In a moment I’m going to climb up on a soapbox.
But first, I’ll explain what brought about this post.
I had lunch with my best friend recently. She casually brought up the subject of hiring a house cleaner. And asked if I think I’ll ever be able to justify having one.
My passionate response surprised her a little.
I know that my blog is about me cleaning my house, so there’s that little issue. (Don’t worry. I’m not getting a maid any time soon. Unfortunately.)
But . . . as a general rule . . . I’m all for paying someone to clean.
Anyone. Any time. I think everyone who can possibly afford one should have a maid.
Or cleaning person. Or whatever is the appropriate term at this moment in time.
As we were leaving, she told me the real reason she had brought up the subject of hiring cleaners.
Her husband owns a business and had a job he’d like her to do for the company. Her first response was that maybe doing this job could justify her hiring someone to clean her house.
Her husband’s response? You don’t need to do this job to justify hiring a cleaning person. We can afford one right now, so if you want one . . . get one.
And yet she didn’t hop on the phone and schedule the first one she could find.
Here’s the gist of the Soapbox Speech I gave her right there in the El Fenix parking lot:
GET A MAID!! Why in the world, when you can afford it, and you need one, would you NOT get a maid??
Hiring someone to clean your house isn’t admitting defeat. It’s solving a problem. Who cares if you could eventually figure out a way to keep your toilets clean if you just tried hard enough?
If you can hire someone, you should.
How did we end up in a world where there is some sort of stigma associated with hiring someone to clean your house for you?
Hiring someone to clean is a win win. You get a cleaner house. Your family enjoys a cleaner house. You increase your hospitality because you’re more willing to have people over AND you have more time to spend on the other aspects of hospitality.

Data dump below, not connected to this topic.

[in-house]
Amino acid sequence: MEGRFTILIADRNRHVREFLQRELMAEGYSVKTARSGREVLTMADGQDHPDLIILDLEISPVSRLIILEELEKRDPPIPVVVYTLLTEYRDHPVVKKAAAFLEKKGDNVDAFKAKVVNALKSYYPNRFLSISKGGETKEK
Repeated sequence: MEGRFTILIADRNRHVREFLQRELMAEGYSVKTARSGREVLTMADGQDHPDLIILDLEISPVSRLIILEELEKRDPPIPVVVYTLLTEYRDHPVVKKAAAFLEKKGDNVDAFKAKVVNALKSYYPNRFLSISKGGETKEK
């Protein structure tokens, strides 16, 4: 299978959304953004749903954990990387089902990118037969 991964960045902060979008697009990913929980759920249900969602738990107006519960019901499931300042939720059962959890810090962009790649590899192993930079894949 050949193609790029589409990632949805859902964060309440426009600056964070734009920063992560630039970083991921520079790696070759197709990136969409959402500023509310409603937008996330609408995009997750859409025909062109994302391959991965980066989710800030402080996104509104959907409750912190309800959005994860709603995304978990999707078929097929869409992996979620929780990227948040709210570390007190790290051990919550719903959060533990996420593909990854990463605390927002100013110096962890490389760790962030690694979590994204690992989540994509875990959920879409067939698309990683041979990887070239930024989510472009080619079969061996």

(Though I must say she’s already one of the most hospitable people I’ve ever known.)
Someone else gets a job. That amount of money you’re willing (and able) to pay someone else to clean your house goes to someone who NEEDS that money. Someone who is then able to spend that money on things he/she needs for his/her family.
You’re helping your family. You’re helping the person who needs the opportunity to earn some money. You’re helping the economy!
She was a little surprised by my passion.
But for real, I’m all about doing what needs to be done without letting “shoulds” get in the way.
And I may have mentioned this before, but part of my passion comes from my experience living in Thailand for two years. I had a maid. Weekly. I know (from experience) that having a maid does not solve slob problems. Really. The two are almost unrelated.
Someone in Bangkok explained to me that it was actually considered wrong to NOT have a maid if you could afford one because you were denying someone else the opportunity to provide for their family. That just makes so much sense to me.
OK. I’m done now. Feel free to agree or disagree in the comments. Or to explain which term is politically correct.
Tomorrow . . . I’m excited to publish a post written by one of YOU which shows that having a housekeeper does not solve slob problems. It helps, but doesn’t make them go away.
Several have asked how to find a cleaner. My best advice is to ask people you know. I hired someone to clean for a HUGE party once, and this was what I did. I was VERY surprised to find out that so many of my friends had regular cleaning people. This is the best way to find someone local, with a reference, who is hopefully trustworthy.
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